The queue for Nitro required running the line behind Captain Jack's (which was renamed Nitro Grill) and the switchbacks were located on the site of the Fantasy Fling (Super Round Up) ride which was moved to the empty ride pad across from the Buccaneer.  Fantasy Fling had been placed on that site just two seasons earlier when it was moved to make way for Evolution.

Nitro has delivered on all counts, providing a reliable, fast smooth ride that has led to its becoming (arguably) the park's most popular roller coaster.  Since its debut, Nitro has consistently ranked in the top ten steel roller coasters on enthusiast polls.  The free floating sensation of the open seating and the long ride out through the woods and along the water are a winning combination.
Technical Specs

Designer/manufacturer: Bolliger & Mabillard (B&M)- Monthey, Switzerland
Type of Coaster: MEGA (taller than 200 feet)
Maximum Height: 230 feet
First Drop: 215 feet
Degree of Angle on First Drop: 66
Lift Features: Direct drop from lifts apex
Built atop Congo Rapids reservoir
Maximum Speed: Nearing 80 mph
Track Length: 1+ mile - 5394 feet
Biggest coaster ever at SFGA
Longest coaster in Six Flags history
Length of Ride (cycle time): 4 minutes
Ride elements: 7 camelbacks - 189 ft, 161 ft, 117 ft, 
104 ft, 76 ft, 70 ft, 57 ft
1 hammer head
1 S-Curve
1 highly banked double helix 
Type of Train: Open-air, four across, slightly reclining
seats with lap bar
(Lap bars were secured with a safety wire for a brief period of time but later removed)
Number of Trains: 3
Number of Cars per Train: 9
Number of Passengers per Train: 36
Weight of Steel Structure: 4,110,020 pounds
Number of Bolts: 14,360
Quantity of Paint: 2,420 gallons
Number of Footings: 252
Workshop Hours of Fabrication: 107,300 man-hours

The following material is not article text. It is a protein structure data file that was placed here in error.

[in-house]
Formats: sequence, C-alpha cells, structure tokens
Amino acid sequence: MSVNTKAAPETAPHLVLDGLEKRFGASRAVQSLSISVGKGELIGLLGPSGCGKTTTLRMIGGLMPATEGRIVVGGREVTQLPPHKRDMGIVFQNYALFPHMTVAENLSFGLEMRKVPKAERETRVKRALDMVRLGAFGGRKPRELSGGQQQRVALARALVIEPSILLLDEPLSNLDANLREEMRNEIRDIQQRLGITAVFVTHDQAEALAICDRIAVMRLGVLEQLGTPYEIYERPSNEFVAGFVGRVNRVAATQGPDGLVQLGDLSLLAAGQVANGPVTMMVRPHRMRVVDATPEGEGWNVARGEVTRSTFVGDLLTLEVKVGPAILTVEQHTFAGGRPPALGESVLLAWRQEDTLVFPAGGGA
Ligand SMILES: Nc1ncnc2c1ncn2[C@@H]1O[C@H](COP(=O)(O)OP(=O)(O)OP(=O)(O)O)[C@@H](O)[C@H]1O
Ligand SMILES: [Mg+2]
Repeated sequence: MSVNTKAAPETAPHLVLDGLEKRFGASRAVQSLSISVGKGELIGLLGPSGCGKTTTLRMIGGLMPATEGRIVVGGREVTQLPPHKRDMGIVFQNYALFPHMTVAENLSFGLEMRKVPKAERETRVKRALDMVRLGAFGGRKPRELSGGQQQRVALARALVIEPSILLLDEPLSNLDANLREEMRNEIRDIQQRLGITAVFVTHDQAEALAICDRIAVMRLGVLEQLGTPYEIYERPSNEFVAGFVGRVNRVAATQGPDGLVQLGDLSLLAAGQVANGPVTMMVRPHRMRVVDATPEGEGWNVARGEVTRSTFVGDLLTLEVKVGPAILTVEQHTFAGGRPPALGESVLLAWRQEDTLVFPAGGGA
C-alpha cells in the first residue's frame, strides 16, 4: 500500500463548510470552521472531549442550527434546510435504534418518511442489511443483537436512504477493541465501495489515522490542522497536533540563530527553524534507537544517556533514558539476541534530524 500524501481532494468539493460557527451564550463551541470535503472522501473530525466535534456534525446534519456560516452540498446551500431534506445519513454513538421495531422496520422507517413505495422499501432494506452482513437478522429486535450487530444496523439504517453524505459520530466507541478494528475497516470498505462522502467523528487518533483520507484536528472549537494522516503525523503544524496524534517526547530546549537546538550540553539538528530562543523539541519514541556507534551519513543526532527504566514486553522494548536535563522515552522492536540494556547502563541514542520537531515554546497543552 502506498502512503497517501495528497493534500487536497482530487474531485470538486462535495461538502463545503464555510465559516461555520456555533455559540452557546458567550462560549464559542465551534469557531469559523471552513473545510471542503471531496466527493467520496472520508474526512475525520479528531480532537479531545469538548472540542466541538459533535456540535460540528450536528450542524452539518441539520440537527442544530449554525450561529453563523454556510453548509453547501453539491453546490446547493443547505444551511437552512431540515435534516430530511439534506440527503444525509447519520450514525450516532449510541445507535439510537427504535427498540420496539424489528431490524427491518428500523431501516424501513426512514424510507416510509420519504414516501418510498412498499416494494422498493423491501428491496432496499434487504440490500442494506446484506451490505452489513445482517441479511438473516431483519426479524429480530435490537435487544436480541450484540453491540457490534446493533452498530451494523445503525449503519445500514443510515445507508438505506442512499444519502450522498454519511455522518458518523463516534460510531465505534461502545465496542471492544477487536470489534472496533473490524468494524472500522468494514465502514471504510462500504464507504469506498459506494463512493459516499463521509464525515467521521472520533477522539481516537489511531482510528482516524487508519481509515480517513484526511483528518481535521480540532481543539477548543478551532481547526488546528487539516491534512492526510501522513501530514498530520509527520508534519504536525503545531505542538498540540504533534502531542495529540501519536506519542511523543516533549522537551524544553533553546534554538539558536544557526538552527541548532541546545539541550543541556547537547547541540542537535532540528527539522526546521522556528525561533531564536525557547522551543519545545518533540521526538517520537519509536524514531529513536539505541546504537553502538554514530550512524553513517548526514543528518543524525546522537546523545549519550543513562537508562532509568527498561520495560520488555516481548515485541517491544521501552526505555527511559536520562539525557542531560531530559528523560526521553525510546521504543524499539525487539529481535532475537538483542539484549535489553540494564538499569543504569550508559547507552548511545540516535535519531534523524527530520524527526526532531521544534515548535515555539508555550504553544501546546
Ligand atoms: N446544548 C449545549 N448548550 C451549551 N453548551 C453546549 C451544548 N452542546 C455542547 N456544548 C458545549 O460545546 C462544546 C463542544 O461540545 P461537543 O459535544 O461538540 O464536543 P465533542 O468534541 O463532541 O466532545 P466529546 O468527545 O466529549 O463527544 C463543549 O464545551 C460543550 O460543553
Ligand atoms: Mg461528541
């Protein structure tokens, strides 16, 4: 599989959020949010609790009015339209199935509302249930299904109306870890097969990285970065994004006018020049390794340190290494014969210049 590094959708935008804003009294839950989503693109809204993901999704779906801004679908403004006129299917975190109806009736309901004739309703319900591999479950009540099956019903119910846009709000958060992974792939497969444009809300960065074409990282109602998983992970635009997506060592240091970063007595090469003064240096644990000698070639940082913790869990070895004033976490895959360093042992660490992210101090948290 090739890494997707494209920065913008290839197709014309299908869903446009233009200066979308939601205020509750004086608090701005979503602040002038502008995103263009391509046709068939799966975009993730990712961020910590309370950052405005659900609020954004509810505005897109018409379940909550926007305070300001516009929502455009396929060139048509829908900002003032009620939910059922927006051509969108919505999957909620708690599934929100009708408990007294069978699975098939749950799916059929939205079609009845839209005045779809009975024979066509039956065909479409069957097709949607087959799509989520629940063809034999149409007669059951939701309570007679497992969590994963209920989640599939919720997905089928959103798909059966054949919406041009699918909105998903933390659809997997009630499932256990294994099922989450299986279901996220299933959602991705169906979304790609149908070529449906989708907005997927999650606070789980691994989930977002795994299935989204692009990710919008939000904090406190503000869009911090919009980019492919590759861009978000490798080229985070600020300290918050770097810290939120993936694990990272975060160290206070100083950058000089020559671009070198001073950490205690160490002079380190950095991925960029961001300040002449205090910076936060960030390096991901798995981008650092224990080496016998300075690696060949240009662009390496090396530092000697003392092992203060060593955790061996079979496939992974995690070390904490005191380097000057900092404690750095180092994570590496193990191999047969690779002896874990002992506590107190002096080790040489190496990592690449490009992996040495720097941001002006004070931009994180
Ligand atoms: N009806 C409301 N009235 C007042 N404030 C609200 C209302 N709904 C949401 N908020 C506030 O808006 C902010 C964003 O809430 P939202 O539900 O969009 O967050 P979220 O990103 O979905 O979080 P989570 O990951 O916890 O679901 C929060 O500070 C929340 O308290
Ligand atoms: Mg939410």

The theme elements of Nitro are minimal, basically taking on an industrial look with the corrugated metal station building and rivet logo at the entrance. Originally the queue featured blinking LED lights set into sidewalks to add kind of a sci-fi or techno look to it.

A sun shade was added above the switchback area to help provide some relief from the heat on the hottest days. 
Nitro has had sponsorship from several companies over the years including A&E Network and Snickers, featuring signage at the ride entrance.
The queue line originally featured signs giving facts about the ride. Over time those signs were victims of vandals and eventually removed. Another aspect of the ride signage that was removed were the signs that used to be posted along the lift hill railings, letting guests know how high the ride was in comparison to landmarks like the Space Shuttle, the Statue of Liberty and Niagara Falls.

The queue line has featured snacks and entertainment through the seasons. The switchback area featured vending machines for cold drinks, and for a while, the queue featured a hot dog stand providing snacks for those who had been waiting for long periods on the line.  A DJ booth was also added providing musical entertainment to help pass the time.

Nitro has continued to be a very popular ride after ten seasons.  With the three trains, the crews have managed to set the record among all the Six Flags parks for highest number of riders of ANY ride in one year, beating the coasters at Six Flags Magic Mountain which run year round. 

One of the secrets of Nitro's great ride is that it featured the first sets of magnetic brakes on any B&M coaster.  The magnetic brakes make stopping the ride smoother than mechanical brakes.

Nitro has delighted millions of riders since it opened and will surely continue to be one of the most popular rides in the park for many seasons to come.